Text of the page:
There are those, of course, who will argue that all of this sort of stuff happened in the past and should have no bearing on what is going on now. These days, we’re all equal. This position both begs a question and ignores a reality. The question is: in what year does ‘the past’ end? What are the temporal bookends to this conversation? Are we just counting the last year? The last five? The last fifteen? What is in scope?
The reality is that history has consequences, some of which can last for a very long time indeed. Ask the Irish, many of whom were living in such poverty, centuries after English imperialists confiscated their land, that they sailed here in search of a life that would not be lived in the eternal shadow of colonisation. Some of those Irish, my ancestors amongst them, settled on land that had been confiscated from Taranaki iwi in 1865. Most of that land remains confiscated. Bluntly, the consequences of 1865 continue to be felt today, on both sides of the raupatu line. History never goes away.
So by all means, advocate a national conversation about equality of treatment but please ensure that it is informed by our actual history rather than the fantasy one in which some believe we’re all treated equally.
What’s really going on
It would be a good thing, too, if what is presently being framed as an issue for Māori was seen for what it really is – a significant challenge to the constitutional consensus regarding Te Tiriti o Waitangi that has emerged over recent decades through the actions of citizens, the courts, the parliament and the executive branch. That Te Tiriti is a cornerstone of our constitution is now a settled matter. One of the clearest and most authoritative statements to this effect is in the Cabinet Manual. The ‘primary authority on the conduct of Cabinet government in New Zealand’, and itself part of our constitutional arrangements, the Manual is quite clear that ‘the Treaty of Waitangi is regarded as a founding document of government in New Zealand.’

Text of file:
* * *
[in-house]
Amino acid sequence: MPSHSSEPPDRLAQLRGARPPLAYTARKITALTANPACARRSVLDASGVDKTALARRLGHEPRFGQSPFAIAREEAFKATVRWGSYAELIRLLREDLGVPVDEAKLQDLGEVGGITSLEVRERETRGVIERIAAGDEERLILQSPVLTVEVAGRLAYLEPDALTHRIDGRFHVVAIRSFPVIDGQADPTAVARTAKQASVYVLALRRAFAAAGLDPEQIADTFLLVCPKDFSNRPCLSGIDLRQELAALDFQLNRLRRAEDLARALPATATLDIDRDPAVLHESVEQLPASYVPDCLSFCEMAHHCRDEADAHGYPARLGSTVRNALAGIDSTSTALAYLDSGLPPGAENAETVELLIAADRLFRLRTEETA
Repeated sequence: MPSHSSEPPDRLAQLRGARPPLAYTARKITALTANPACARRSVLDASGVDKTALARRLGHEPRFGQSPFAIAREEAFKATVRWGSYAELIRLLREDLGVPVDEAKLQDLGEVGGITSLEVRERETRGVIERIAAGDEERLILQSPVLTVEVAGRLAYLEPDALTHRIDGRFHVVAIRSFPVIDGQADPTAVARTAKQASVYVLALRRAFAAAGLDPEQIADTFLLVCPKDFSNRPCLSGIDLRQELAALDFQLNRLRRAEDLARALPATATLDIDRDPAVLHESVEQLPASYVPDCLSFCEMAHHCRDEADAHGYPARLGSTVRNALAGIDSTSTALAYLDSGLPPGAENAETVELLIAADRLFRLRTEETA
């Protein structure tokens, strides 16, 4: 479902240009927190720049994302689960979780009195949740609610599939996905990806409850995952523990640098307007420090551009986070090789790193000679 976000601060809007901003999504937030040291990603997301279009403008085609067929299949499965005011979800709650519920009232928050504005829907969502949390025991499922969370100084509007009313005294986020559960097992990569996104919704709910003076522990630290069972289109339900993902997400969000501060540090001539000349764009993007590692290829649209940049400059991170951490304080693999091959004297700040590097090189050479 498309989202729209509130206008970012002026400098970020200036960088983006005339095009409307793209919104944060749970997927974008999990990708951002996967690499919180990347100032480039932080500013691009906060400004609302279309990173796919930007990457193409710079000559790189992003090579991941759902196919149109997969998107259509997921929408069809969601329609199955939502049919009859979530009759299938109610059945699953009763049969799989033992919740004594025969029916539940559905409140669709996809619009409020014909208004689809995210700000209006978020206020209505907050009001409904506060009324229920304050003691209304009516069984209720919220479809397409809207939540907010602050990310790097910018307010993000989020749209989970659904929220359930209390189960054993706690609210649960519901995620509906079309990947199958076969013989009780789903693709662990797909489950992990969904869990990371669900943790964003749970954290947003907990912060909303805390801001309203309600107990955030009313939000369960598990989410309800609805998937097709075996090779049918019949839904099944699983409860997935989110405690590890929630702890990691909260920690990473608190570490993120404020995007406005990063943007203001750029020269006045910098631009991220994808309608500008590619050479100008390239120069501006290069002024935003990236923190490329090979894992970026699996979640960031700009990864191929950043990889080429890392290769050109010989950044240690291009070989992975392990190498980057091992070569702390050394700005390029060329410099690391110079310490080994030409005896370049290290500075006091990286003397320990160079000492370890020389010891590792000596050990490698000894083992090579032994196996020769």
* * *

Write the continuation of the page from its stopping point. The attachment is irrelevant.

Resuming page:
In other words, the ACT’s Treaty Principles legislation is not just about Māori. It does, and should, concern all of us, because it has to do with the way in which we structure and apportion the power of governing institutions. This issue is collective, not something that can be passed off as a ‘Māori issue’. This is on all of us. The Prime Minister will not be able to dodge this for very much longer. Neither will we. Māori, New Zealand European, Pākehā, new migrant or someone from old settler stock – we all share a political genealogy that reaches back to Te Tiriti o Waitangi. Shortly, we may all be faced with a choice: to reaffirm that shared political heritage or erase the past in an act of selective historical amnesia.
Professor Richard Shaw is a professor of politics in the College of Humanities and Social Sciences. He is a regular commentator on political issues and has recently written his latest book The Unsettled which explores historical and emotional territories of New Zealanders coming to terms with the ongoing aftermath of the New Zealand Wars.
By Professor Richard Shaw.
Professor Richard Shaw has launched his memoir 'The Forgotten Coast', an examination of colonial privilege, his family's Catholicism and his relationship with his father.
In episode three of Conversations That Count - Ngā Kōrero Whai Take, our guests Professor Richard Shaw and Jess Brenton-Shaw dive into this complicated issue.